The following is a revised short abstract of my book in progress, Survival and the Empirical World. – M.S.
Most broadly stated, Survival and the Empirical World is a philosophical exploration of the empirical approach to postmortem survival, that is, the attempt to assess the prospects for the survival of consciousness or the self after physical death on the basis of observational data. According to this approach to survival, we can in principle arrive at rational judgments about the possibility, plausibility, or probability of survival based on features of the empirical world that may be discovered and analyzed using the kinds of methods employed in the investigation of the world and as paradigmatically represented by the empirical sciences.
I. Book Focus and Thesis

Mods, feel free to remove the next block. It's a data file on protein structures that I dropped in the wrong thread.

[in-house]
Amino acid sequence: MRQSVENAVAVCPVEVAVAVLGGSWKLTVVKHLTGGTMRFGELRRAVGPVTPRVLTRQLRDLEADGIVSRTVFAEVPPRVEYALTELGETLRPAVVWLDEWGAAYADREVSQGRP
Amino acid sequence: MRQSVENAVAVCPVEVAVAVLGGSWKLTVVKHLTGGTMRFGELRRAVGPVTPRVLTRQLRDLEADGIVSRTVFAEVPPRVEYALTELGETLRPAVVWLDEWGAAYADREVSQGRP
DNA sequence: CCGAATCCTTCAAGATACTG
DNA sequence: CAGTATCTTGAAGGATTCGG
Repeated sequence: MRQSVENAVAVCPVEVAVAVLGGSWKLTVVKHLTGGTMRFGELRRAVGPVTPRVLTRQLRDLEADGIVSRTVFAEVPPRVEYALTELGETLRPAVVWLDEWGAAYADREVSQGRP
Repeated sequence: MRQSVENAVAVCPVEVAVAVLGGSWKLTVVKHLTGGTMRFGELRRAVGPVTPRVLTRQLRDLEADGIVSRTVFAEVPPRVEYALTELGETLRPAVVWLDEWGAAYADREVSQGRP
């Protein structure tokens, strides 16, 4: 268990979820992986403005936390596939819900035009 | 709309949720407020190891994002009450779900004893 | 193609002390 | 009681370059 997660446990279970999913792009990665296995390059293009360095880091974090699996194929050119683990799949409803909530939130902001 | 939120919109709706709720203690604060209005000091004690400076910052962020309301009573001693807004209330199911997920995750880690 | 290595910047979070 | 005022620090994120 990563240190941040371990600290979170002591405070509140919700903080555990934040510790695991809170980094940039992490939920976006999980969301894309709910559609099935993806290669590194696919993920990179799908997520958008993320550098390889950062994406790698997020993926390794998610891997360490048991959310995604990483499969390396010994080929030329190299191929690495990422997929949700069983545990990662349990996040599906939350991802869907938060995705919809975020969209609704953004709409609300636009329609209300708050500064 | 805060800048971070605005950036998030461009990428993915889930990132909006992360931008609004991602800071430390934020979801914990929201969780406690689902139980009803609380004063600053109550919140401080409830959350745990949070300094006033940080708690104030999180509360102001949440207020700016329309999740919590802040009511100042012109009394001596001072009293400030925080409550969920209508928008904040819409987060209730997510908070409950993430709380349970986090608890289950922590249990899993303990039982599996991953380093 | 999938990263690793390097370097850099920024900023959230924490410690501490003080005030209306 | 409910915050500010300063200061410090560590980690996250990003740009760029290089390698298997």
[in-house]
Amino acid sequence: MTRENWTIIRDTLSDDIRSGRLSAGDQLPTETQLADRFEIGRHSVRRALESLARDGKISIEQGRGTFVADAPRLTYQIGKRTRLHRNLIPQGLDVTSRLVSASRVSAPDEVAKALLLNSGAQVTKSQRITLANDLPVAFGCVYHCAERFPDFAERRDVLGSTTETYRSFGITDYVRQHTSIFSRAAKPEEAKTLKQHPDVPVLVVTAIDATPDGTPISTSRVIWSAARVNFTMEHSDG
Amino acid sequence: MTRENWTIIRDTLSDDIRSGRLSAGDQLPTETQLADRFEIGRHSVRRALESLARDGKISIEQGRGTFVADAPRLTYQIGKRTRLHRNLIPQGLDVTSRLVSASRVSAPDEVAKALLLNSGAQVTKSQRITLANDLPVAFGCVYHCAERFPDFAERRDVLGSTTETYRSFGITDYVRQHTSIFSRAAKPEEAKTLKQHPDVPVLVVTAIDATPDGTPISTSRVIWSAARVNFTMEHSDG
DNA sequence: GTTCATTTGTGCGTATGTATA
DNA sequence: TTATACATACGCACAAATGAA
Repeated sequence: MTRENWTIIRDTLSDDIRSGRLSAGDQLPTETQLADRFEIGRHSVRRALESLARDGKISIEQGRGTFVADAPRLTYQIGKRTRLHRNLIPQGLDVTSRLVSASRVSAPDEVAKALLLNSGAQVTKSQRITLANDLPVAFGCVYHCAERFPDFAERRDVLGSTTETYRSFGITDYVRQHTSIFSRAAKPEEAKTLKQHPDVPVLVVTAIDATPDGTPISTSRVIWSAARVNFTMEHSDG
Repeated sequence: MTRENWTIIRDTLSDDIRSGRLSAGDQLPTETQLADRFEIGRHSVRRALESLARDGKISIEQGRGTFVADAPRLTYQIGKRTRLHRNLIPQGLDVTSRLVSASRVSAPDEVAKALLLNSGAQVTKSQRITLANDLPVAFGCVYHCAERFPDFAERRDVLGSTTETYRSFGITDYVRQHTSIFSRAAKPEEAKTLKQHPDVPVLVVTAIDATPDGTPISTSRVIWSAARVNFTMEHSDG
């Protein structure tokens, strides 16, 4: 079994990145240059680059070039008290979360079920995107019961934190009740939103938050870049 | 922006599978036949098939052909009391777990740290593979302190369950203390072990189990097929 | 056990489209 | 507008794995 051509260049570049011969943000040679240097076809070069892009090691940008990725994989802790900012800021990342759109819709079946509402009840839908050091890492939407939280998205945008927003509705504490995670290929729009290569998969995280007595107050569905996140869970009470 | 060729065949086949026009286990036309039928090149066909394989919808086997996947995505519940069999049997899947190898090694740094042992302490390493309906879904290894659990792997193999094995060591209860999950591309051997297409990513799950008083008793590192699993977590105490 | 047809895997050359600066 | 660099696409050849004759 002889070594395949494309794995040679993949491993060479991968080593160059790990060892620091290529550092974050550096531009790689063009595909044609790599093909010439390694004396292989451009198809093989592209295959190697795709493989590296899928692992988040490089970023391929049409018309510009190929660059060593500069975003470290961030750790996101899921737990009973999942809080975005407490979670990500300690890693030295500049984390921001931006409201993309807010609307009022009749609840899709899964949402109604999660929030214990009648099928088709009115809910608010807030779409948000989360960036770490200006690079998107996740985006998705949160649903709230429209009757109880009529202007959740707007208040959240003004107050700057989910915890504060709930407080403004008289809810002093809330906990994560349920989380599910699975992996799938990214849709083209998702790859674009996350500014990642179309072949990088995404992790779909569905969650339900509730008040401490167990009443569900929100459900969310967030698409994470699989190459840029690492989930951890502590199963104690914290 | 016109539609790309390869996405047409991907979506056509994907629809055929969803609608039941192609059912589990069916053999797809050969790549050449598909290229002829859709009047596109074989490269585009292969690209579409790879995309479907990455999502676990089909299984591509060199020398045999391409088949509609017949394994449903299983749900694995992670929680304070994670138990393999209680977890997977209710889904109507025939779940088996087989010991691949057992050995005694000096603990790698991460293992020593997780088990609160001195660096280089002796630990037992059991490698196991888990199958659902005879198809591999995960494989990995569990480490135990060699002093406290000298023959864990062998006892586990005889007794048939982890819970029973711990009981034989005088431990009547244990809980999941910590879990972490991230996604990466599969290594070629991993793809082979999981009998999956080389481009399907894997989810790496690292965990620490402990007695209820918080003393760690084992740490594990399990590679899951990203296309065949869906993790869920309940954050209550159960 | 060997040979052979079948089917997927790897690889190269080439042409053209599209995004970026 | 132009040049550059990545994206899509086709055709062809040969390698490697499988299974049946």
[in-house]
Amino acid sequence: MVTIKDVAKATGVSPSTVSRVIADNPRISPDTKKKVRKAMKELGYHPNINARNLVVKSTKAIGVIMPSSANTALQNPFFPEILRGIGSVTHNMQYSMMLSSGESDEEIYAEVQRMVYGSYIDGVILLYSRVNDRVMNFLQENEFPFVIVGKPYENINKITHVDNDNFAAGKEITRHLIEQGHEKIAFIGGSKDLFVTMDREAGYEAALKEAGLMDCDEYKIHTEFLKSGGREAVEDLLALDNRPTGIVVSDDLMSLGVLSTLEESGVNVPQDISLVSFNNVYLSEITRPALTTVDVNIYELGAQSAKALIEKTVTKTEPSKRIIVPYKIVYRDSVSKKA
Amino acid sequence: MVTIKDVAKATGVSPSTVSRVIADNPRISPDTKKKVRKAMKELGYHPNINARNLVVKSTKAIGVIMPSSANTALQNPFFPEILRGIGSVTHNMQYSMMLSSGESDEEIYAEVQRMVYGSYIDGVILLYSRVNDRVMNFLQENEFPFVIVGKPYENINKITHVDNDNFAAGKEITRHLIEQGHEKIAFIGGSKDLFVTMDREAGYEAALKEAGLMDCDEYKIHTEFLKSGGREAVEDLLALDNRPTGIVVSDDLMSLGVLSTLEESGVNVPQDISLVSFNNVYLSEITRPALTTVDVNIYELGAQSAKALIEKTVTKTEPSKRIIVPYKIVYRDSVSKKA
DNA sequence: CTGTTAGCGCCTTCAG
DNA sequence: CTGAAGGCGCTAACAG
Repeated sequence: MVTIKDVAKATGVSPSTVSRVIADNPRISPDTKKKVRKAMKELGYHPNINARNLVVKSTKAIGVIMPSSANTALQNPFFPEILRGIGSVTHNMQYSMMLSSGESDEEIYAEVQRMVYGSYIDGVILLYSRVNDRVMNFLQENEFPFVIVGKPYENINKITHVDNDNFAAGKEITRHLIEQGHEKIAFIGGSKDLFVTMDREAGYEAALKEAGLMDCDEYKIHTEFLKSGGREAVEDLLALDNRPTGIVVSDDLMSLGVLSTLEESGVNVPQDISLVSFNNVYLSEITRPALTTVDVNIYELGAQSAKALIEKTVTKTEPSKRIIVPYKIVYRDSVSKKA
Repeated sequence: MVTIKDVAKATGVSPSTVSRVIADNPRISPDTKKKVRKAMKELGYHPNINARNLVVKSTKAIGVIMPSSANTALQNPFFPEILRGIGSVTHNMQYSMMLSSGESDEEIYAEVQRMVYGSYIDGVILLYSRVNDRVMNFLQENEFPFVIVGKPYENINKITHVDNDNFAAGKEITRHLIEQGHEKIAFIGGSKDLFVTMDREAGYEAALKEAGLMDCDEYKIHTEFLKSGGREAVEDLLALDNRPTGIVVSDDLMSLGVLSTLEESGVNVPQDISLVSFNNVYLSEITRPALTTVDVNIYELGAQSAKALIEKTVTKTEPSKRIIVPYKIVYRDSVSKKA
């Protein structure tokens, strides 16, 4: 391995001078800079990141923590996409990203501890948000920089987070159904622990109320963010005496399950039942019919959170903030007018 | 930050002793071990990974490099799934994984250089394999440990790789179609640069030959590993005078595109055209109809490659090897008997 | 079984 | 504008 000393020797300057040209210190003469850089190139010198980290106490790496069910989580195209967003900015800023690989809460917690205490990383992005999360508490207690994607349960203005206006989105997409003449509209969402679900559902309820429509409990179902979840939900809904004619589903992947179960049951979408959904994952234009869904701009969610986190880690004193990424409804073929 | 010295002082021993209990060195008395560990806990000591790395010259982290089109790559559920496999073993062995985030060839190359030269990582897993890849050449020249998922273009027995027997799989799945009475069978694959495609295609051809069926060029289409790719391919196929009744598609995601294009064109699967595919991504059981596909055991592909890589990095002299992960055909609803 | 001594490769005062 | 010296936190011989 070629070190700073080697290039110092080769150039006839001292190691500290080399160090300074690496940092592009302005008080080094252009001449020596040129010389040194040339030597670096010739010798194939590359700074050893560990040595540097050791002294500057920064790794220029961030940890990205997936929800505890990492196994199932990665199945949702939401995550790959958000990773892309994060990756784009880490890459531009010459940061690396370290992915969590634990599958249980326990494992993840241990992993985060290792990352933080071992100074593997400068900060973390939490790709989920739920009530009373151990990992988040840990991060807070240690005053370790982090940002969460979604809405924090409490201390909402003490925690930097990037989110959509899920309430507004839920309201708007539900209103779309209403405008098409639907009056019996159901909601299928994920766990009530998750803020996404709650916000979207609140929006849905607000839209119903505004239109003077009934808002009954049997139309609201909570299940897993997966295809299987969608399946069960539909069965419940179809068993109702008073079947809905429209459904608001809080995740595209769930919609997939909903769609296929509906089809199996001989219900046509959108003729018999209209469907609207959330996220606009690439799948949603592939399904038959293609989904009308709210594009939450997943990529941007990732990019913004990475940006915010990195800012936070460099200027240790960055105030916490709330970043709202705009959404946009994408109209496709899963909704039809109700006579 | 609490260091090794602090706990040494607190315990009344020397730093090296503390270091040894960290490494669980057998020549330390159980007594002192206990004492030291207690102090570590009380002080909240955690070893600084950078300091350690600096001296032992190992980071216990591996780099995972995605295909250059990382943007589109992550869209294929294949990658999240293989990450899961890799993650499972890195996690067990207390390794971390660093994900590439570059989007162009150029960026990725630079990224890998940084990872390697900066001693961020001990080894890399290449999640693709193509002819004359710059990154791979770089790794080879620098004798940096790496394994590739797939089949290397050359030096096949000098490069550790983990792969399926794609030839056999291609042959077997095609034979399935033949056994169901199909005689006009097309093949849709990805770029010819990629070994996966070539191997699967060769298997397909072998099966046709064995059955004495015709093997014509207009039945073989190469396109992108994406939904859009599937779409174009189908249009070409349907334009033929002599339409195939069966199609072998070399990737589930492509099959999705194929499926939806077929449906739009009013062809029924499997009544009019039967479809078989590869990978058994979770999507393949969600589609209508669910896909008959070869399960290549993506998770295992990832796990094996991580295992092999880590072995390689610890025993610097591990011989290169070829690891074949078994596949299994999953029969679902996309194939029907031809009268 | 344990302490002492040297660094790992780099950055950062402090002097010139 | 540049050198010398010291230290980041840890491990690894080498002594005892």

In the present work, I aim to critically evaluate arguments offered in support of the contention, shared by many who believe in life after death, that there is empirical evidence that justifies belief in personal survival. My exploration focuses on empirical arguments in the tradition of philosophers such as William James, C.D. Broad, C.J. Ducasse and H.H. Price. These “classical” arguments for survival are based on a wide range of empirical data drawn from five kinds of ostensibly “paranormal” phenomena: out-of-body and near-death experiences, apparitional experiences, mediumship, and cases of the reincarnation type. Many survivalists maintain that these phenomena (individually or jointly) provide good perhaps even compelling evidence for postmortem survival. I argue that empirical survivalists have not adequately made their case for these claims. Empirical arguments for survival, as traditionally formulated by prominent philosophers and survival researchers during the past century, are unsuccessful at providing a robust justification for belief in survival. In this way the present work aims to make a contribution to the philosophy of postmortem survival by examining fundamental issues in the logic of empirical survival arguments.